“As a trans student, I have struggled to advocate for myself in many of my classes when trans-related issues arose,” said Euan Hwang, 24, a student in the social worker program.
Hwang said he often felt alone in this battle, which made it hard to advocate for himself and educate others. He’s is now fighting for equality as member of a new Trans Inclusion Working Group at George Brown College (GBC)
“I do not want other trans students to experience the same barriers that I’ve faced so I decided to be involved in making the changes to get rid of the barriers,” said Hwang.
The Trans Inclusion Working Group’s mandate is to create and implement policies that are trans inclusive, which includes but is not limited to terms such as transgender, transsexual, two-spirited and gender-queer, for the Student Association (SA) of GBC.
“We are trying to develop new services for students who belong to different marginalized groups,” said Colin Druhan, manager of equity for the SA. “We also started thinking about barriers to our current programs and services.”
According to the Canadian Federation of Students Ontario’s website, discrimination and oppression against queer and trans people are barriers to education and when students, faculty and staff work or study in unsafe spaces, their access to, or ability to provide quality education is compromised.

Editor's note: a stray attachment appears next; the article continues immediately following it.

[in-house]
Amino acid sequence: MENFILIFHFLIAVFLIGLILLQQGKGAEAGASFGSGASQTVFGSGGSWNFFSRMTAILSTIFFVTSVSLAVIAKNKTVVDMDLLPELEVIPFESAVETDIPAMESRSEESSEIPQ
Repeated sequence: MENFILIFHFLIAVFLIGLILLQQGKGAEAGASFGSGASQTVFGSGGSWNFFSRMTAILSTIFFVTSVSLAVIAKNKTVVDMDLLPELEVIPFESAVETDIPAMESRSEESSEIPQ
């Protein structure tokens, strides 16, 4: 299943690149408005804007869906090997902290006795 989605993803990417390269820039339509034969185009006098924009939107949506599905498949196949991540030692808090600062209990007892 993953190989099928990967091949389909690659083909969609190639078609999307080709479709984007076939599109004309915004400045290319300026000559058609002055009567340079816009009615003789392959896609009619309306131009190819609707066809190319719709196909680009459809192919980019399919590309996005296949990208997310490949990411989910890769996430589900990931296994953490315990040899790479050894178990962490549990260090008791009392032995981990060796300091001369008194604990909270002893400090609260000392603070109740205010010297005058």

“Even though George Brown College strives to be inclusive of everyone, there are many systematic barriers for trans students that make it difficult for the trans students to feel safe and welcome in the campus,” said Hwang. “Some of the barriers include the college infrastructure such as the washrooms and the athletic centre being strictly segregated by the two biological genders and lacking gender neutral options.”
According to Hwang students will be also able to unlearn transphobia and ultimately advocate for systematic changes that are more inclusive of trans students.
The Trans Inclusion Working Group is hoping to implement policy change to ensure that the voices of trans students are heard, and that their needs are met by the SA’s staff and board.
“We wanted to get some feedback from students who are trans-identified, so they can look at our policies and the way that we do things in the Student Association, to make things more accessible and remove barriers,” said Druhan.
“Often, the targets of trans-awareness campaigns are external gatekeepers or institutions, but the spirit of this group includes looking at ourselves and our organization first and then modelling the way,” said Michelle Pettis, the SA’s Community Action Centre co-ordinator.
Aiming to support all students in the struggle, Pettis says they also see this group bringing trans students into the SA’s decision making.